Consumer advocates say ‘hot fuel’ may inflate price at the pump

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Associated Press

LOS ANGELES, CA — If you think filling up costs a lot now, just wait until the dog days of summer.

Fuel expands when temperatures rise, but most retail gas station nozzles don’t adjust for volume differences based on temperature. That oversight means California motorists could be losing up to 3 cents on every gallon, or $480 million annually, according to an estimate by the Foundation for Taxpayer and Consumer Rights.

“It’s outrageous that Americans cannot rely on an honest measurement for every gallon of gasoline they pump,” said the foundation’s president, Jamie Court, in a recent letter to Gov. Arnold Schwarzenegger.

Those numbers should really rankle Californians this week: Gas prices hit a state record of $3.49 on Tuesday, just as temperatures soared into the 90s.

Motorists in many states make up the difference in the winter, when temperatures drop below 60 degrees and the fuel contracts. That’s not usually the case in California, however.

Dennis Johannes, director of the state Division of Measurement Standards, said an early report on statewide fuel temperature tests taken last month “tells me that already the fuel is over 60 degrees, and we’re not even into summer.”

Although there’s nothing illegal about charging for gas based on a 60-degree-gallon, lawmakers, truckers and consumer advocates are starting to take up the issue of so-called “hot fuel” which they say takes up more space in a gas tank, causing consumers to get less energy from the gallon of gas they’ve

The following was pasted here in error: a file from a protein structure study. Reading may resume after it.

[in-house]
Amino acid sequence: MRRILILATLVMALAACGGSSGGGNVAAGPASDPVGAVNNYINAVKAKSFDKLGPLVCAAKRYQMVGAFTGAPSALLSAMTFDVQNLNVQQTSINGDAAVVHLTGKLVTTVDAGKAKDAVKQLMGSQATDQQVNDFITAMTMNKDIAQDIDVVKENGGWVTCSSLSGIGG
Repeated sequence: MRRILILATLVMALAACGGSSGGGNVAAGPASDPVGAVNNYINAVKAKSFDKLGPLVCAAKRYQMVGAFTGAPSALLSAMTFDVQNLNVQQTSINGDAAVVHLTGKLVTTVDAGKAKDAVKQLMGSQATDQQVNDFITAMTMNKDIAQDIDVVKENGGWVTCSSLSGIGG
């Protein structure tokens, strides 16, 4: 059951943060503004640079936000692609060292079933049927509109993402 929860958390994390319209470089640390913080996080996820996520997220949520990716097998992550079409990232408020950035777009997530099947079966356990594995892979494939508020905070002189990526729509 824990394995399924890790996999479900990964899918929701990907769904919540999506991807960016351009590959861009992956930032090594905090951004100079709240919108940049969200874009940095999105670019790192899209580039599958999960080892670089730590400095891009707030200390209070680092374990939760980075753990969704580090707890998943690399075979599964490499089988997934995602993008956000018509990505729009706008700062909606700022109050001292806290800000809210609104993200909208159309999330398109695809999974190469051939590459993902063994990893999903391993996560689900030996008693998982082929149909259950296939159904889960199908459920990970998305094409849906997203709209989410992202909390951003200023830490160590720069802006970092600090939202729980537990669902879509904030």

paid for.

Rep. Dennis J. Kucinich, an Ohio Democrat running for president, will host a congressional subcommittee hearing June 7 on gasoline concerns, including hot fuel. Sen. Barbara Boxer, D-Calif., recently urged the governor and state legislature to get involved, while lawmakers in Texas and Missouri are weighing bills that would force retailers to add temperature-adjusting pumps. In Arkansas, two men recently filed a federal lawsuit against oil supply and distribution plants for not adjusting prices for temperatures.

Hawaii requires retail pumps to dispense fuel on the assumption that it is 80 degrees, instead of the standard 60 degrees.

Truck drivers and others filed suit last year in California and several other states, accusing oil companies, service stations and truck stops of cheating customers and padding profits by skirting the temperature issue.

Oil companies and dealers dispute the 3-cent estimate and deny that they are pocketing money at customers’ expense. Installing costly temperature-sensing equipment would push prices higher, said Lisa Mullings, president of a trade group for truck stops and travel plazas. “There’s absolutely no evidence that it’s needed,” she said.

Consumer Watchdog
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